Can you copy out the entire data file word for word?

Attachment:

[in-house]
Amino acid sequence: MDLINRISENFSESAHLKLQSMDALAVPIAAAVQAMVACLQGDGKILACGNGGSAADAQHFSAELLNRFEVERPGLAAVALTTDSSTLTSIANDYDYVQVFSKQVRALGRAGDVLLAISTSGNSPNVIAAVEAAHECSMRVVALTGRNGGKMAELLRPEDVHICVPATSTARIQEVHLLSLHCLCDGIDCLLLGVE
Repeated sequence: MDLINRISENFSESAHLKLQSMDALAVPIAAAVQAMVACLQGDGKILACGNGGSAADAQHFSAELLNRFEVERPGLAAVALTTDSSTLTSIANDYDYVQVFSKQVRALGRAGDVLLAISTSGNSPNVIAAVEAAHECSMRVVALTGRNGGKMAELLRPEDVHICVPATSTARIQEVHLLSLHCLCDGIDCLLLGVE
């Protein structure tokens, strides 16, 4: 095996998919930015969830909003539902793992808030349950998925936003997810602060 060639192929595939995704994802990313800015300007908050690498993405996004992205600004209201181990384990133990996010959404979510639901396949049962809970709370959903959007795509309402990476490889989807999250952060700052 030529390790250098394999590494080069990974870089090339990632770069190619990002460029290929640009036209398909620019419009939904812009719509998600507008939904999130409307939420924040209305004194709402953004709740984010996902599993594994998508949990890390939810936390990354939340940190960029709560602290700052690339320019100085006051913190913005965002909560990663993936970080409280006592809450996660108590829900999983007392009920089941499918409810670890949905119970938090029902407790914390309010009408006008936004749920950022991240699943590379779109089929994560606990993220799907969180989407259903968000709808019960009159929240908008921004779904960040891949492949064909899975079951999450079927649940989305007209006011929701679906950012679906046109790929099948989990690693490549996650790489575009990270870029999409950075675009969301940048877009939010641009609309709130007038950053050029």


[in-house]
Amino acid sequence: MDLINRISENFSESAHLKLQSMDALAVPIAAAVQAMVACLQGDGKILACGNGGSAADAQHFSAELLNRFEVERPGLAAVALTTDSSTLTSIANDYDYVQVFSKQVRALGRAGDVLLAISTSGNSPNVIAAVEAAHECSMRVVALTGRNGGKMAELLRPEDVHICVPATSTARIQEVHLLSLHCLCDGIDCLLLGVE
Repeated sequence: MDLINRISENFSESAHLKLQSMDALAVPIAAAVQAMVACLQGDGKILACGNGGSAADAQHFSAELLNRFEVERPGLAAVALTTDSSTLTSIANDYDYVQVFSKQVRALGRAGDVLLAISTSGNSPNVIAAVEAAHECSMRVVALTGRNGGKMAELLRPEDVHICVPATSTARIQEVHLLSLHCLCDGIDCLLLGVE
């Protein structure tokens, strides 16, 4: 095996998919930015969830909003539902793992808030349950998925936003997810602060 060639192929595939995704994802990313800015300007908050690498993405996004992205600004209201181990384990133990996010959404979510639901396949049962809970709370959903959007795509309402990476490889989807999250952060700052 030529390790250098394999590494080069990974870089090339990632770069190619990002460029290929640009036209398909620019419009939904812009719509998600507008939904999130409307939420924040209305004194709402953004709740984010996902599993594994998508949990890390939810936390990354939340940190960029709560602290700052690339320019100085006051913190913005965002909560990663993936970080409280006592809450996660108590829900999983007392009920089941499918409810670890949905119970938090029902407790914390309010009408006008936004749920950022991240699943590379779109089929994560606990993220799907969180989407259903968000709808019960009159929240908008921004779904960040891949492949064909899975079951999450079927649940989305007209006011929701679906950012679906046109790929099948989990690693490549996650790489575009990270870029999409950075675009969301940048877009939010641009609309709130007038950053050029």